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Dynamic Skating
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Philosophy

Our philosophy? Simple... no secrets, folks: "100% or nothing"

Dear Parent,

The unique philosophy and concept of Dynamic Skating is to develop the maximum efficiency generated in each and every skating stride. Proper technique, practice and focused hockey training will produce a more efficient and productive skater resulting in a more effective hockey player. In addition Dynamic Skating concentrates on the skills of stickhandling, shooting and passing.

The teaching modules within Dynamic Skating curriculum include edges, balance, agility, and quickness. Our coaches understand the value of working to develop strengths and to improve weaknesses. With this in mind our goal is to introduce a basic foundation of all skating and skill techniques. When these techniques are mastered through repetition and practice under controlled situations, the next foundation - SPEED - be applied.

The how-to is slow repetition of each drill. Without proper technique, drills done at full speed become ineffective. The basic development and confidence becomes a non-learning experience when a drill is done at full speed without proper technique...

... for example:

When doing high speed crossovers a player without proper technique will lean into turns; have short, weak strides; incorrect body position and balance. A player with proper technique will shift his/her body weight to generate the most out of each and every stride; shoulders will be square; correct body position and balance; hands and stick will lead.

High speed drills are ideal for those who have mastered the technical progression of skating and skills, no matter what age. If you don't master your skating and skill techniques what benefit does a player receive by going at a high rate of speed? Zero!

Take a minute and read the following quotes that we feel enhance our philosophy:

''Regardless of your level of ability, never neglect working on the fundamental technical skills, especially skating and stickhandling. As in basketball, where a player must first master dribbling skills to play an effective role in ball control, in hockey players must develop excellent skating and stickhandling abilities to maintain puck control, the main offensive principle in hockey.''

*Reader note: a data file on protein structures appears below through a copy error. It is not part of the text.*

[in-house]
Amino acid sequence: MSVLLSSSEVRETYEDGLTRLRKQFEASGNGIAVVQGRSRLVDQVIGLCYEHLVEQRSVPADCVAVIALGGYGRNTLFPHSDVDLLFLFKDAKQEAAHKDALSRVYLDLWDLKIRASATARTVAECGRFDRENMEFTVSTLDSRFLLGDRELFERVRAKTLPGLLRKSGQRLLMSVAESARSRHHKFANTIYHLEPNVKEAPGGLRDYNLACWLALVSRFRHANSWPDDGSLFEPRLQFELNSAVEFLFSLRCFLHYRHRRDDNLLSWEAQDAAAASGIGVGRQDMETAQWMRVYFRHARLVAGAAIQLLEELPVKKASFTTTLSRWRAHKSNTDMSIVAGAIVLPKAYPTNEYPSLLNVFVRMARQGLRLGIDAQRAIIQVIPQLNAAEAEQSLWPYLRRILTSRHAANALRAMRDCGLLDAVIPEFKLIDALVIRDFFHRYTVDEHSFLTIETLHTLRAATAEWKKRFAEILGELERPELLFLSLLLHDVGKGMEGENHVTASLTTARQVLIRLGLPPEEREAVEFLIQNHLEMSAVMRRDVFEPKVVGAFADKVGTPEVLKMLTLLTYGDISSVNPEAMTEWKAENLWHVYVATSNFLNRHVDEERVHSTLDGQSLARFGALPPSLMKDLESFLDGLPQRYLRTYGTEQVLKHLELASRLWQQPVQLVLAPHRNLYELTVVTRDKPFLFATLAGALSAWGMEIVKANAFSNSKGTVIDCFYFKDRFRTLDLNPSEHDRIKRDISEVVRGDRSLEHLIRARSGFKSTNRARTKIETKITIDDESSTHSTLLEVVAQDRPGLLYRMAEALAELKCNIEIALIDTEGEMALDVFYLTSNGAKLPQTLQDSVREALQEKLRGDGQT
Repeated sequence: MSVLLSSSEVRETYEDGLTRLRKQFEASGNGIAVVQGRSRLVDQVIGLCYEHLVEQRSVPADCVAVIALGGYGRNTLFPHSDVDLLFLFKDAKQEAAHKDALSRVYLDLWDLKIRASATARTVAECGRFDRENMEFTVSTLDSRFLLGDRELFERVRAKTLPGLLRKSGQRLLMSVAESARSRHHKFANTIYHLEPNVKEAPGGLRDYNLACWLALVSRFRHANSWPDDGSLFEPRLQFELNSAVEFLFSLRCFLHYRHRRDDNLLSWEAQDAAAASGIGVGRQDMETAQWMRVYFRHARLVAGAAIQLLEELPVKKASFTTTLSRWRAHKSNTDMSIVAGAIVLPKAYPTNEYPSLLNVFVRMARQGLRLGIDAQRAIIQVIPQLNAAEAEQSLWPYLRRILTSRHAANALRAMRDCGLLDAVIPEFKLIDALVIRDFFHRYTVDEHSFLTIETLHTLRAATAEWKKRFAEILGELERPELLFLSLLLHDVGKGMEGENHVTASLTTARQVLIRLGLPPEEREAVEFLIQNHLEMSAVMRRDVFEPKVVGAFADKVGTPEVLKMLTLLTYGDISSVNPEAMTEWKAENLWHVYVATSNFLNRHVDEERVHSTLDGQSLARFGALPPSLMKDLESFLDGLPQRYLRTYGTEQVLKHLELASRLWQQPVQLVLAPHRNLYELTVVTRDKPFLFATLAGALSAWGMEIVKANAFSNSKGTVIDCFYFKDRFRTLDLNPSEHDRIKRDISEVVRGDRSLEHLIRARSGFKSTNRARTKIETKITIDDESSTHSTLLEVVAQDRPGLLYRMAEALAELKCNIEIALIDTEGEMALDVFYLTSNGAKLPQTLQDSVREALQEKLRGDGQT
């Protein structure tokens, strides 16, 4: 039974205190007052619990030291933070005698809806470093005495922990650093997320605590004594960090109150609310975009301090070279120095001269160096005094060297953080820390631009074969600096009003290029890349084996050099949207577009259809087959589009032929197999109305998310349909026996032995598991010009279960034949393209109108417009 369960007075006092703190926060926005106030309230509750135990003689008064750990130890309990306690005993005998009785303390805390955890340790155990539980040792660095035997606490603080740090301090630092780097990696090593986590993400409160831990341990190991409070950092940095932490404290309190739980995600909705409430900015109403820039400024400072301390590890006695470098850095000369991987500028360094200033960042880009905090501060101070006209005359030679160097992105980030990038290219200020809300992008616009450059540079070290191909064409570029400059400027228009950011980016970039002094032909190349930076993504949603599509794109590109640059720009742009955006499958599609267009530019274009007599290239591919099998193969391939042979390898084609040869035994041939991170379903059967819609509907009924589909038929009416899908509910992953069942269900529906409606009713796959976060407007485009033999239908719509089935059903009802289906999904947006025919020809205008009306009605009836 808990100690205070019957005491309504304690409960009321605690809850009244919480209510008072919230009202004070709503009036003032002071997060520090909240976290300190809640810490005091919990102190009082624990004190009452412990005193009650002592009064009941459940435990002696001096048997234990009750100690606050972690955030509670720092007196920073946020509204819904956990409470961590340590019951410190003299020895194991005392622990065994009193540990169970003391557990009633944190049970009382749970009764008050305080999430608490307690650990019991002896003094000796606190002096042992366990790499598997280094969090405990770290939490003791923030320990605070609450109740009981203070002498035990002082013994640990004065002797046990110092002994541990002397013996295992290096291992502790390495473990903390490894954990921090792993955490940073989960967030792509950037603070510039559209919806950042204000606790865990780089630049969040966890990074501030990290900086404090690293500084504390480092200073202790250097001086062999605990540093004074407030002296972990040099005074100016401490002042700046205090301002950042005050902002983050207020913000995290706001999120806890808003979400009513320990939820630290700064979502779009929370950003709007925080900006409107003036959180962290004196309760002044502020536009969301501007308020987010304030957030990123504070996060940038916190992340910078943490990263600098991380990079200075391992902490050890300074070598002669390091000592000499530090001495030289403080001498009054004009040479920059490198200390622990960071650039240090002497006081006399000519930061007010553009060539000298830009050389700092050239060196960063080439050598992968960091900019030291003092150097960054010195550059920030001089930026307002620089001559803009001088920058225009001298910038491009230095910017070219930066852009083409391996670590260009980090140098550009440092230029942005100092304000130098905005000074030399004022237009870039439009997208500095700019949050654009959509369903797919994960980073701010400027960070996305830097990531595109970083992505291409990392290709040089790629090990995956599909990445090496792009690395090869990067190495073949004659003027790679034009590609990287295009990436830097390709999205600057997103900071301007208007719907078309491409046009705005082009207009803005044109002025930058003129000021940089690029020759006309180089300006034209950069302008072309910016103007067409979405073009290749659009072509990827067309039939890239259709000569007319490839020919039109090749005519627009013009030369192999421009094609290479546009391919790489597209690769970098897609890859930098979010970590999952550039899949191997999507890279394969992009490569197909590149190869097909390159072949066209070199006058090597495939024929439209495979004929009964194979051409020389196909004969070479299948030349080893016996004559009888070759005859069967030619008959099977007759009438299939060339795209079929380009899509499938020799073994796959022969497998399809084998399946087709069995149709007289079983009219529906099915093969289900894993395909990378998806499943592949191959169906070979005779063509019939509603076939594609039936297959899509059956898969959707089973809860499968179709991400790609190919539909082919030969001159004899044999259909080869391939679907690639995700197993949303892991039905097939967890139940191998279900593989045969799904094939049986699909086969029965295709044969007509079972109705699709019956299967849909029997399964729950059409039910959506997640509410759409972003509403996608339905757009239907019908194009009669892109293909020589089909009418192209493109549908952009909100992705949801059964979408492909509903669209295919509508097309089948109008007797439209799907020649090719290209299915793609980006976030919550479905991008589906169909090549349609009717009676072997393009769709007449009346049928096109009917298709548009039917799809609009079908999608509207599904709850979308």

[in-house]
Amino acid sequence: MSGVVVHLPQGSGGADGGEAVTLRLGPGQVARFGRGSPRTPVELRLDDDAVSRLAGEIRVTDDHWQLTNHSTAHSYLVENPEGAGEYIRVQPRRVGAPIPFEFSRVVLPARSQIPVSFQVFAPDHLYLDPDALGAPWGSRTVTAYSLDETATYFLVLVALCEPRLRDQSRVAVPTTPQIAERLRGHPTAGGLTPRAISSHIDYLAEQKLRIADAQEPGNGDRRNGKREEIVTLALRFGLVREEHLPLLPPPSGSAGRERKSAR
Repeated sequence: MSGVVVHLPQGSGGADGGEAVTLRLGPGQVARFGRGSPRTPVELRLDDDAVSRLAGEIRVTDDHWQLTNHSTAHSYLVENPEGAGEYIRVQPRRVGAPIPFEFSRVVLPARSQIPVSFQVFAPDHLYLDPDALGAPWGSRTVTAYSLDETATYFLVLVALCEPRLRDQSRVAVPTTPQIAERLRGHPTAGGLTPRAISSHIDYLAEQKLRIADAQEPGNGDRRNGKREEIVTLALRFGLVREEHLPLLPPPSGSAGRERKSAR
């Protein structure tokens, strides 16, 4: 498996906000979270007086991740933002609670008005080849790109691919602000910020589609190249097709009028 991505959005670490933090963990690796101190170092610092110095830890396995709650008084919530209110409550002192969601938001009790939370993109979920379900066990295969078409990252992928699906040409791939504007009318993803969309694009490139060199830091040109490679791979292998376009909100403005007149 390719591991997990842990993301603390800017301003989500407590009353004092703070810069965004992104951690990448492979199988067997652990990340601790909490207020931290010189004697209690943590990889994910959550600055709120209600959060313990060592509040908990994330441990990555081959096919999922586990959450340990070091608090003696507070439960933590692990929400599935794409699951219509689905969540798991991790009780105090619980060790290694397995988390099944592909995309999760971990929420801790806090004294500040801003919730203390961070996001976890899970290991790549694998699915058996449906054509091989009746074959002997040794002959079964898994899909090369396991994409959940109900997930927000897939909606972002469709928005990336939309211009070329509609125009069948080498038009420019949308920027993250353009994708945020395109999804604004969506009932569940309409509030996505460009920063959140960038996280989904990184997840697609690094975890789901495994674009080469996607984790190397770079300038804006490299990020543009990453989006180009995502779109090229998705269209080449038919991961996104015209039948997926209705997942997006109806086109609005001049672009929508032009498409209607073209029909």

( Tarasov; Father of Soviet Union Hockey ) ( Brokhin, 1978 ) p.10

''As a teacher/coach, the element of progression and repetition in teaching of these various actions or skills is critical when developing young players.''
( "Shooting to Win" by Jean Perron, Quebec Nordiques) p.9

''Unfortunately, there are no easy ways to become the best in a sport. You can read books, get advice and watch pros, but you must practice if you want to gain an edge on the rest of the field. Practice until you think you've done your best and then practice some more. Never be ashamed of having a goal and never be ashamed of practicing.''
( Jack Nicholas ) ( "Hockey Bible'', Collection of hockey techniques, tactics and systems for an electric hockey program ) p.3-3

" PRACTICE DOES NOT MAKE PERFECT, ONLY PERFECT PRACTICE DOES. YOU PLAY THE WAY YOU PRACTICE, IF YOU PRACTICE POORLY, THE MATERIAL LEARNED WILL BE UNLEARNED''
( "Quality Execution - Fast, Faster, Fastest")

Sincerely,
John McLean, Tom Ford and Kim Brandvold 

To be the best, "TECHNIQUE" is the answer. Speed and power will soon follow. The combination of technique and speed will eventually make you a complete athlete.

We at Dynamic Skating design our hockey programs to emphasize technique and speed. All individual drills are done for a specific reason. We believe teaching, repetition and speed must come full circle - come see the difference for yourself.